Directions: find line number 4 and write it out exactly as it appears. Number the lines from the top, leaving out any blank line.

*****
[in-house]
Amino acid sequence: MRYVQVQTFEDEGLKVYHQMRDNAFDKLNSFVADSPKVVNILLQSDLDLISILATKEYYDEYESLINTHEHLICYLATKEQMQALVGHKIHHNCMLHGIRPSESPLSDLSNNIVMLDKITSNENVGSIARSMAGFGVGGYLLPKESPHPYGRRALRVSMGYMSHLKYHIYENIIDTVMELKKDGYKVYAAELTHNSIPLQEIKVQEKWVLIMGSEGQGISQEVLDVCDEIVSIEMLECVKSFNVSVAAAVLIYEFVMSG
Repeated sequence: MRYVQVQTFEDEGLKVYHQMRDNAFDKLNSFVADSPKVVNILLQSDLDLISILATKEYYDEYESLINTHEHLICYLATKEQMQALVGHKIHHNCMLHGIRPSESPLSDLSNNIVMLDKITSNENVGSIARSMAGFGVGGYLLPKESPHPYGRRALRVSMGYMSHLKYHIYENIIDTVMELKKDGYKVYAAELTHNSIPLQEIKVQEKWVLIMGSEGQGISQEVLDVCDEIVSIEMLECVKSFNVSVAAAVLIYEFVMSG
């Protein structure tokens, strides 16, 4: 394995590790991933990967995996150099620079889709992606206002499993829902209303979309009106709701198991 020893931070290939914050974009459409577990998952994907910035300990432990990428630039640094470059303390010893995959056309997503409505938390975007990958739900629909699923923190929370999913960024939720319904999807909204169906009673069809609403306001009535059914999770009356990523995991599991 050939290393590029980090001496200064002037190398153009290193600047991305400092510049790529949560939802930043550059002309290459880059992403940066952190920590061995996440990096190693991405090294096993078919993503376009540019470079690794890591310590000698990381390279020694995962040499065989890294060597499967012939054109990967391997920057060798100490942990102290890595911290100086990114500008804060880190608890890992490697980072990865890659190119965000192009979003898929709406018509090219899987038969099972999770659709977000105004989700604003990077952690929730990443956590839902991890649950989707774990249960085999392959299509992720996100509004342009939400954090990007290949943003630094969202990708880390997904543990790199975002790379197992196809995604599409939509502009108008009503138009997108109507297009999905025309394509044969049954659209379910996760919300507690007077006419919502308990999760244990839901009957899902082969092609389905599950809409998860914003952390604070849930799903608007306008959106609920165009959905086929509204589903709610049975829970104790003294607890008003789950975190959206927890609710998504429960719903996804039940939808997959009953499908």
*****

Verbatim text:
């Protein structure tokens, strides 16, 4: 394995590790991933990967995996150099620079889709992606206002499993829902209303979309009106709701198991 020893931070290939914050974009459409577990998952994907910035300990432990990428630039640094470059303390010893995959056309997503409505938390975007990958739900629909699923923190929370999913960024939720319904999807909204169906009673069809609403306001009535059914999770009356990523995991599991 050939290393590029980090001496200064002037190398153009290193600047991305400092510049790529949560939802930043550059002309290459880059992403940066952190920590061995996440990096190693991405090294096993078919993503376009540019470079690794890591310590000698990381390279020694995962040499065989890294060597499967012939054109990967391997920057060798100490942990102290890595911290100086990114500008804060880190608890890992490697980072990865890659190119965000192009979003898929709406018509090219899987038969099972999770659709977000105004989700604003990077952690929730990443956590839902991890649950989707774990249960085999392959299509992720996100509004342009939400954090990007290949943003630094969202990708880390997904543990790199975002790379197992196809995604599409939509502009108008009503138009997108109507297009999905025309394509044969049954659209379910996760919300507690007077006419919502308990999760244990839901009957899902082969092609389905599950809409998860914003952390604070849930799903608007306008959106609920165009959905086929509204589903709610049975829970104790003294607890008003789950975190959206927890609710998504429960719903996804039940939808997959009953499908």